1. All tests should be traceable to customer requirements. This is in order to uncover any defects that might cause the program or system to fail to meet the client’s requirements.
2. Tests should be planned long before testing begins. Soon after the requirements model is completed, test planning can begin. Detailed test cases can begin as soon as the design model is designed.
3. The Pareto principle applies to software testing. Stated simply, the Pareto principle implies that 80 percent of all errors uncovered during testing will likely be traceable to 20 percent of all program components. The problem, of course, is to isolate these suspect components and to thoroughly test them.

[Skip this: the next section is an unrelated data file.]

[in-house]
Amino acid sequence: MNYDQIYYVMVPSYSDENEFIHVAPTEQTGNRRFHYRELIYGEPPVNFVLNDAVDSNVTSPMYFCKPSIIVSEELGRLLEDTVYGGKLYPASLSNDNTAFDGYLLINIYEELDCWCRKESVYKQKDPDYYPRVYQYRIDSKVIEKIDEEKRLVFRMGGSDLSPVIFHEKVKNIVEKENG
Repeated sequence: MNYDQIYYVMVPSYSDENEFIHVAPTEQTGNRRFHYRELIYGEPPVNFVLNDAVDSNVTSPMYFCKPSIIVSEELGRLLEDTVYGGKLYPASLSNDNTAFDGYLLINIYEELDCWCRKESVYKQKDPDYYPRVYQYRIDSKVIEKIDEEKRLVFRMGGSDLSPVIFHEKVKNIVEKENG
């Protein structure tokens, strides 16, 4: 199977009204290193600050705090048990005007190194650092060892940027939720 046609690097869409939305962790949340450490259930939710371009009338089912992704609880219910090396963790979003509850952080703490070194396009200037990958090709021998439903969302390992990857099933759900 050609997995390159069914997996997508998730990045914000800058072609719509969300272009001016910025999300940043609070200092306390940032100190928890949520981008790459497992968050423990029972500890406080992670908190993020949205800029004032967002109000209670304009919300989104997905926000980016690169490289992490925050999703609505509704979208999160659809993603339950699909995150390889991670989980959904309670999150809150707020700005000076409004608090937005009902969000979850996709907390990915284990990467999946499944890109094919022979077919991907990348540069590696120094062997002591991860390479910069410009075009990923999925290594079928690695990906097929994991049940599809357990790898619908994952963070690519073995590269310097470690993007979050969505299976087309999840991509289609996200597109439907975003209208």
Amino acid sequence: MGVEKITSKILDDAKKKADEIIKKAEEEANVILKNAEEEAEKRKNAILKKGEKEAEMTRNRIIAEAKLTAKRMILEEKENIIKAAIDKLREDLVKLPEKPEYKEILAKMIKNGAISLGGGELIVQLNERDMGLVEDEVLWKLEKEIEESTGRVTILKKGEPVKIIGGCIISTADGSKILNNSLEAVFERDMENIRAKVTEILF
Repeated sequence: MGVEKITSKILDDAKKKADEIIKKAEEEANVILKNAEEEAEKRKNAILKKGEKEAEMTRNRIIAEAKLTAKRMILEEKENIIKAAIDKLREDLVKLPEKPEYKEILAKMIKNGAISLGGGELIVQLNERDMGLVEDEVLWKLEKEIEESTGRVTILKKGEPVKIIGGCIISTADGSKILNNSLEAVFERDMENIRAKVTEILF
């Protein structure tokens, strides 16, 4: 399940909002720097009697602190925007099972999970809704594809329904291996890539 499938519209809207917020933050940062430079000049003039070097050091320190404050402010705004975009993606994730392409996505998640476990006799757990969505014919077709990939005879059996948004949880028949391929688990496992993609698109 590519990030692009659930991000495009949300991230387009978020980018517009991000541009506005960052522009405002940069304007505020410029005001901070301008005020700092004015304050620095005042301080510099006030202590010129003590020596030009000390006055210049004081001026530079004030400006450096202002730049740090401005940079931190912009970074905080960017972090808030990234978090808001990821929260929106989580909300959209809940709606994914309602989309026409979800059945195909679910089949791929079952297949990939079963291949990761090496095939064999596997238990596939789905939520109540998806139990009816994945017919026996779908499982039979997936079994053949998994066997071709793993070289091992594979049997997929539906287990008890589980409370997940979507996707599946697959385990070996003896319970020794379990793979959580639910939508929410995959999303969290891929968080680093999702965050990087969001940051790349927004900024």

4. Testing should begin “in the small” and progress toward testing “in the large.” The first tests planned and executed generally focus on individual components. As testing progresses, focus shifts in an attempt to find errors in integrated clusters of components and ultimately in the entire system.
5. Exhaustive testing is not possible. The number of path permutations for even a moderately-sized program is exceptionally large. For this reason, it is impossible to execute every combination of paths during testing. It is possible,however, to adequately cover program logic and to ensure that all conditions in the component-level design have been exercised.
6. To be most effective, testing should be conducted by an independent third party. The software engineer who has created the system is not the best person to conduct all tests for the software.